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Most industries have been reporting job expansion in 2012 with manufacturing; education/health services; and trade, transportation and utilities showing the strongest percentage job gains.

The government and financial activities sectors have cut jobs. The state's unemployment rate, which remained below 9 percent during the recession, was less than 8 percent by mid-2012.

The Gem State's outdoor recreational activities and natural wonders, including Hells Canyon (the nation's deepest river gorge) and Lava Hot Springs, attract more than 20 million visitors annually, making tourism an important employment sector.

The miles of farmland, trout-filled waters and low-cost manufacturing operations also support employment in Idaho.

After Europeans, such as Sir Alexander Mackenzie, and Americans, such as the Lewis and Clark expedition, started to explore the range, minerals and furs drove the initial economic exploitation of the mountains, although the range itself never became densely populated.

Much of the mountain range is protected by public parks and forest lands and is a popular tourist destination, especially for hiking, camping, mountaineering, fishing, hunting, mountain biking, skiing, and snowboarding.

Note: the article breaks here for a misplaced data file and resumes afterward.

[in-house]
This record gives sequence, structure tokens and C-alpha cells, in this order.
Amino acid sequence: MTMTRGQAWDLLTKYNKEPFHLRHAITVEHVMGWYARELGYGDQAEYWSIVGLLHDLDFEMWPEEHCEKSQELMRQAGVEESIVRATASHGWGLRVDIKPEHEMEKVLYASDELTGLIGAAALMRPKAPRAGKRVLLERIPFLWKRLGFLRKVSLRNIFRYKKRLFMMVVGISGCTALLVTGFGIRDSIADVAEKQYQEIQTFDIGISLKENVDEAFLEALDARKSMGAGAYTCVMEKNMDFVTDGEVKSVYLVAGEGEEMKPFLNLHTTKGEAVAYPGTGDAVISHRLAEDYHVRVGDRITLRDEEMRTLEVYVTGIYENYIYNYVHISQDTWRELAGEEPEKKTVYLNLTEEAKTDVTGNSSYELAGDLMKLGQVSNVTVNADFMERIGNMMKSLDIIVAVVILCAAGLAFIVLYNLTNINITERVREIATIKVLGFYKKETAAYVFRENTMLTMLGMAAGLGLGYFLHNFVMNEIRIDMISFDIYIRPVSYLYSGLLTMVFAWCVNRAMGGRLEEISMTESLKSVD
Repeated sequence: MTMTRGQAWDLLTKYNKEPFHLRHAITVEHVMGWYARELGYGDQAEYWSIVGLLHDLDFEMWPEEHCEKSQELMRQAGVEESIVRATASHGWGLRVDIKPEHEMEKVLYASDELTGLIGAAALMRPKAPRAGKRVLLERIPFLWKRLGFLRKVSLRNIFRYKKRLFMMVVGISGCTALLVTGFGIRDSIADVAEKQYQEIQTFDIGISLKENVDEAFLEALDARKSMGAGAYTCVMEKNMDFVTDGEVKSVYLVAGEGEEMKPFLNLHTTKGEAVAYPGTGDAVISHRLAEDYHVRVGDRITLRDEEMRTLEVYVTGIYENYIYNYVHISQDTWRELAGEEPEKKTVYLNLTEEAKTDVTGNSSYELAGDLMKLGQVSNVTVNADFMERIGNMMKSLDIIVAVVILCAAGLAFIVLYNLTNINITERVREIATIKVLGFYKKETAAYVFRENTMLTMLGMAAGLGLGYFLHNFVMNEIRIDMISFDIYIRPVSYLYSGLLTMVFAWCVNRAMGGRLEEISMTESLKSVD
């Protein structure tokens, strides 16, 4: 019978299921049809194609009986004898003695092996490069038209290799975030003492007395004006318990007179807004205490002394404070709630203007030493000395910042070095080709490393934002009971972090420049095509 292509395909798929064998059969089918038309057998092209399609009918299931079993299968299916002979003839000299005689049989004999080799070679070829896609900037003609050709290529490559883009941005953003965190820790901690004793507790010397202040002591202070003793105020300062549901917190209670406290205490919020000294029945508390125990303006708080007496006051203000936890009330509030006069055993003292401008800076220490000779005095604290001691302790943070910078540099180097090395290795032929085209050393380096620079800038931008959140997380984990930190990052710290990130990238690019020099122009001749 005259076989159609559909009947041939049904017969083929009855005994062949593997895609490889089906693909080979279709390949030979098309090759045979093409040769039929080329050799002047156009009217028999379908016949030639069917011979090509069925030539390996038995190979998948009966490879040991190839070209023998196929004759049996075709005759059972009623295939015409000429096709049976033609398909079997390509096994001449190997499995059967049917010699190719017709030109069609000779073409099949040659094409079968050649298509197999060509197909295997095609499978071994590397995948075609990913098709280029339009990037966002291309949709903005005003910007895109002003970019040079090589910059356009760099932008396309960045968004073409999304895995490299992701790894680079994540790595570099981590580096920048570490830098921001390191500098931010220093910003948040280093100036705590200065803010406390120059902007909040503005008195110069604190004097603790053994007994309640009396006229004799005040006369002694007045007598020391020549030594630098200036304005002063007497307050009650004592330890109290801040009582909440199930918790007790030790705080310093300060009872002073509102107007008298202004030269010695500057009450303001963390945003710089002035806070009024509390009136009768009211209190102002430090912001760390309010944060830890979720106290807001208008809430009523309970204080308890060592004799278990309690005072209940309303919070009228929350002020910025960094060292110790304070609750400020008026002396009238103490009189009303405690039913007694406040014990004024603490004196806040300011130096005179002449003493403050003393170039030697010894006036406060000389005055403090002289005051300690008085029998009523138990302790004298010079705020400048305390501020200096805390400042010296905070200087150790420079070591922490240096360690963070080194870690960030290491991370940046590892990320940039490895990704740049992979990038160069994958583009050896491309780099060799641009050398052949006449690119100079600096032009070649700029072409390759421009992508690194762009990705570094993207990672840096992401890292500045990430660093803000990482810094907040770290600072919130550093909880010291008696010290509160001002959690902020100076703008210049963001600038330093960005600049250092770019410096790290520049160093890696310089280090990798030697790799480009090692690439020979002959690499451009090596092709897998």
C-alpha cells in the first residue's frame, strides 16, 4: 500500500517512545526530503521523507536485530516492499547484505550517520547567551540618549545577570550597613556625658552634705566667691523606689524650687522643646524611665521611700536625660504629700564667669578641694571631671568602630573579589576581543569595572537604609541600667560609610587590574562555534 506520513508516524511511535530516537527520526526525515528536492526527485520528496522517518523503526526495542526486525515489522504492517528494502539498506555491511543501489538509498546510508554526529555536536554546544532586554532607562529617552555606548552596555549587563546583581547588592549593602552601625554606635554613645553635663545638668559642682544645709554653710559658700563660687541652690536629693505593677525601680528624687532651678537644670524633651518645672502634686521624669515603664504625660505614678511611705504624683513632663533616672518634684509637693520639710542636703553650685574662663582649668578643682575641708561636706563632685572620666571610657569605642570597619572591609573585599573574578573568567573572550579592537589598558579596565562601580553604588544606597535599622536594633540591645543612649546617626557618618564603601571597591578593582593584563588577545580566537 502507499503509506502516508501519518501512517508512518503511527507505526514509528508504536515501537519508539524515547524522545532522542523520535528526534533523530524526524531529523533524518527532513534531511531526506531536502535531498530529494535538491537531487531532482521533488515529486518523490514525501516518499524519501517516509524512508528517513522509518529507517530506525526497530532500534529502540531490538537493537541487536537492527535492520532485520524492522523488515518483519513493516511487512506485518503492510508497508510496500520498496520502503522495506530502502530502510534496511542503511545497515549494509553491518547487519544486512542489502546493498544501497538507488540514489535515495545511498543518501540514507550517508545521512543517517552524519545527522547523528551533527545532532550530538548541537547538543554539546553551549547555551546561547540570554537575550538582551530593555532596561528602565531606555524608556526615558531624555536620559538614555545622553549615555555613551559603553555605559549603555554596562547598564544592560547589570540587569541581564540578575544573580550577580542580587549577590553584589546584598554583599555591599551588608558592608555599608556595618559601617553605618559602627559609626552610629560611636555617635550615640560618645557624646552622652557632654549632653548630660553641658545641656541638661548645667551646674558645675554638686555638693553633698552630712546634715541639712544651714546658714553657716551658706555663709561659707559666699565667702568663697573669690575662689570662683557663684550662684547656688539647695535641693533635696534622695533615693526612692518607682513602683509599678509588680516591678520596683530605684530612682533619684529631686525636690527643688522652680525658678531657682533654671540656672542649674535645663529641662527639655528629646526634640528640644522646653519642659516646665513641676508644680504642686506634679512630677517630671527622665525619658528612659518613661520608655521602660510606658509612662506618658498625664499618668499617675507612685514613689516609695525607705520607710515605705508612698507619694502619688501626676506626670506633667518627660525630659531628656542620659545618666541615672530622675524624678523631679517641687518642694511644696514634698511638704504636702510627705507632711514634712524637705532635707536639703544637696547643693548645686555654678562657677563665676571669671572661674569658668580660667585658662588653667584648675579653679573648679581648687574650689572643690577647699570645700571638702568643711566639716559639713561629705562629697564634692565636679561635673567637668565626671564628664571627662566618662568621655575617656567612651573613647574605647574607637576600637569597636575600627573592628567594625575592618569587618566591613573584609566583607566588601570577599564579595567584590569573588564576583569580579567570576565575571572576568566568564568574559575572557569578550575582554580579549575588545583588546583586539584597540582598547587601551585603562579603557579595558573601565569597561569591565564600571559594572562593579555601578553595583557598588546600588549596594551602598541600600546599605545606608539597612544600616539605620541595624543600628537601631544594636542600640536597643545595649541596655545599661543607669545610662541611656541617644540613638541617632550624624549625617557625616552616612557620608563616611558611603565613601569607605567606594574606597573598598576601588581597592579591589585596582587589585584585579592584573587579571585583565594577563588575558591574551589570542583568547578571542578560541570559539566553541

Other mountain ranges continue beyond those two rivers, including the Selwyn Mountains in Yukon, the Brooks Range in Alaska, and the Sierra Madre in Mexico, but those are not part of the Rockies, though they are part of the American Cordillera.

The Muskwa and Hart Ranges together comprise what is known as the Northern Rockies (the Mackenzie Mountains north of the Liard River are sometimes referred to as being part of the Rocky Mountains but this is an unofficial designation).

The Rocky Mountains were initially formed from 80 million to 55 million years ago during the Laramide orogeny, in which a number of plates began to slide underneath the North American plate.

The angle of subduction was shallow, resulting in a broad belt of mountains running down western North America.

The Rockies vary in width from 70 to 300 miles (110 to 480 kilometers).

Also west of the Rocky Mountain Trench, farther north and facing the Muskwa Range across the trench, are the Stikine Ranges and Omineca Mountains of the Interior Mountains system of British Columbia.

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